This is mine, Sujon Sixty-Nine | The Daily Star
12:00 AM, September 19, 2019 / LAST MODIFIED: 12:00 AM, September 19, 2019

This is mine, Sujon Sixty-Nine

“This watermelon is not for sale, sir,” said the man with the heavy moustache. He waved his arm, indicating the watermelons in front of him. “Why not take a look at these?”

The customer was a heavyset balding man who seemed wider than he was tall with a soul patch that would remind one of the Tesla logo. A pair of horn-rimmed glasses seemed glued to his face as the skin bulged around the frame with the hinges showing the same strength and resilience the rest of his fastenings did. He wore metal watches on each wrist, one encrusted with rubies and the other what seemed to be emeralds.

“Hmpf,” he grunted, eyes still fixated on the watermelon.

The choice watermelon was indistinguishable from the others, except that it was next to the seller instead of being on the pile.

“Sir?” the seller asked.

“Yes?” the soul patch jerked down and up.

“Do you need help picking a watermelon?”

 “Yes.”

“What are you looking for? I have the seedless ones here, the local ones here, and—”

“These?” The man spread his short arms wide. “These… sale?”

“Yes, sir,” replied the vendor. “These are the ones for sale.”

The shopkeeper narrowed his eyes at the man. The watches, the clothing, the strange demeanour all pointed towards what he heard about eccentric, foreign rich men. Maybe he was trying to figure out the price of the entire shop?

While he was playing detective inside his head, the customer pointed at the drink the shopkeeper kept behind the counter and looked inquisitively at him.

“Sir, my lemonade is not for sale.”

The man kept staring.

Guessing that the customer didn’t understand what he said, the shopkeeper took a lemon and a bottle of water in each hand and pointed at the lemonade.

The customer pointed at the watermelons again.

“Watermelon,” he said.

“Yes, sir. Correct,” replied the seller.

The customer pointed at the lemonade now.

“Water… lemon?”

The shopkeeper’s mouth hung open slightly as he tried to gather the right words for the reply.

Taking advantage of the pause, the customer reached his hand out and grabbed the top of the watermelon that sat propped up on a chair next to its seller.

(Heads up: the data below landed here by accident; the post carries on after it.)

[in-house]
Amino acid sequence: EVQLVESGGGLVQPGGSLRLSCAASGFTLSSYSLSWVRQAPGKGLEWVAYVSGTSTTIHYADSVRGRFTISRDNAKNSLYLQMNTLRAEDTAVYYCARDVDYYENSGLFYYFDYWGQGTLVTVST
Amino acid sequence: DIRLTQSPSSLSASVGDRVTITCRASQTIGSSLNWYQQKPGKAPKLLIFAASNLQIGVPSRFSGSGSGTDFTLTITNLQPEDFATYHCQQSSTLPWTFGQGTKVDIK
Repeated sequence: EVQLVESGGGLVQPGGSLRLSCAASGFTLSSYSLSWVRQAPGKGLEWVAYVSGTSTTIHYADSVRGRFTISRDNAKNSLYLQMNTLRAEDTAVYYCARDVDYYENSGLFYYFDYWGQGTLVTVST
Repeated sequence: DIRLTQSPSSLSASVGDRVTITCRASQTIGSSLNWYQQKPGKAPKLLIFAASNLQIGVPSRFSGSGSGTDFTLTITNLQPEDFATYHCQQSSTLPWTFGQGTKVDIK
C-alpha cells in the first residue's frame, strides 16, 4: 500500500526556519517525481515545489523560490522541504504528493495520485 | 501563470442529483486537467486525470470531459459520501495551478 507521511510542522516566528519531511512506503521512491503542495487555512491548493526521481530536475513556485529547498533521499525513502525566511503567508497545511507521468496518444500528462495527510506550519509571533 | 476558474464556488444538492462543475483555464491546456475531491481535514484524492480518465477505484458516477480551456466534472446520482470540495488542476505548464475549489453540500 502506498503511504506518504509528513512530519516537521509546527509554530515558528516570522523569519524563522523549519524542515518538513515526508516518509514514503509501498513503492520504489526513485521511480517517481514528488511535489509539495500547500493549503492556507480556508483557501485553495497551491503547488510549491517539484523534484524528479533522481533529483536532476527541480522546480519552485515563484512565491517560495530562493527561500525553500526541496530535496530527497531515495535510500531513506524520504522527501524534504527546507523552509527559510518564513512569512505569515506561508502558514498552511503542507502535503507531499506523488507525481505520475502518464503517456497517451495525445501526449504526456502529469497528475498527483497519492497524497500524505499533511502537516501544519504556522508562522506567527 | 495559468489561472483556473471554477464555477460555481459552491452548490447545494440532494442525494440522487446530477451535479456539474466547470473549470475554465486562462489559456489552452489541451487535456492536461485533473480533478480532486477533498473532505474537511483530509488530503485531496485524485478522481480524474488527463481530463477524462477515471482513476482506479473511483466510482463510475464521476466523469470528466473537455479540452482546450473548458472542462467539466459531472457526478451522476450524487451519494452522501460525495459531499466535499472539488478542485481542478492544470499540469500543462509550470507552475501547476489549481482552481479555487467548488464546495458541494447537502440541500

“How much?”

“S-sir, please!” the seller pleaded, “Don’t touch my watermelon!”

The customer quickly retracted his hand.

“I understand that you want this watermelon, but I want to take this one to my mother-in-law later this evening. I already chose it and sent her pictures of it. Please choose any other watermelon, sir.”

The customer stared at the vendor for a moment, unblinking. Now that the vendor thought about it, the man did not blink. Not even once since he entered the shop.

“Mother-in-law? Old?” the bespectacled customer asked. 

“Yes, sir. She is 86 but still strong enough to hold onto her own teeth.”

“See… mother-in-law old.”

“Yes, sir. She is old,” he replied, glad that the man was speaking more than two words at a time.

“Old? Stay not very long. Me,” he pointed to himself. “Need watermelon more,” he said, reaching out for the watermelon again.

“Sir, please. If you don’t want any other watermelon, then you are free to go to a different vendor but do not grab my watermelon or I will call the authorities,” this time the watermelon-seller wanted to be stern to the foreign man who clearly had no sense of personal boundaries.

“Police?” asked the customer, reaching into the shopping bag that was next to him. The vendor’s eyes bulged in fear as he eyed the man taking out a massive handgun too large to ever fit into this small, pudgy hands.  “Here. You take,” he shoved the gun, side first at the seller. “Now you are police. Now give watermelon?”

The watermelon-seller stood clutching the gun with both hands close to his body; rigid with terror.

The customer took the watermelon under his arm.

“Thank. Trade is fair now? Big fair.”

The vendor quickly nodded, just wanting this crazy man to go away.

The man crossed the road and set the watermelon down on the pavement. He took a few steps back, rushed towards the watermelon and kicked it at an oncoming truck’s grills. The fruit hit the grill in speed and burst into a mist of pink dotted by chunks of green. The man kept staring at the vendor until his bus arrived. When he turned around to board the bus, the vendor saw “SUJON” written behind the man’s back and the number “69” underneath it. Why was his plain polo a jersey? Why do I have his gun? 

Then the cops entered his shop.

 

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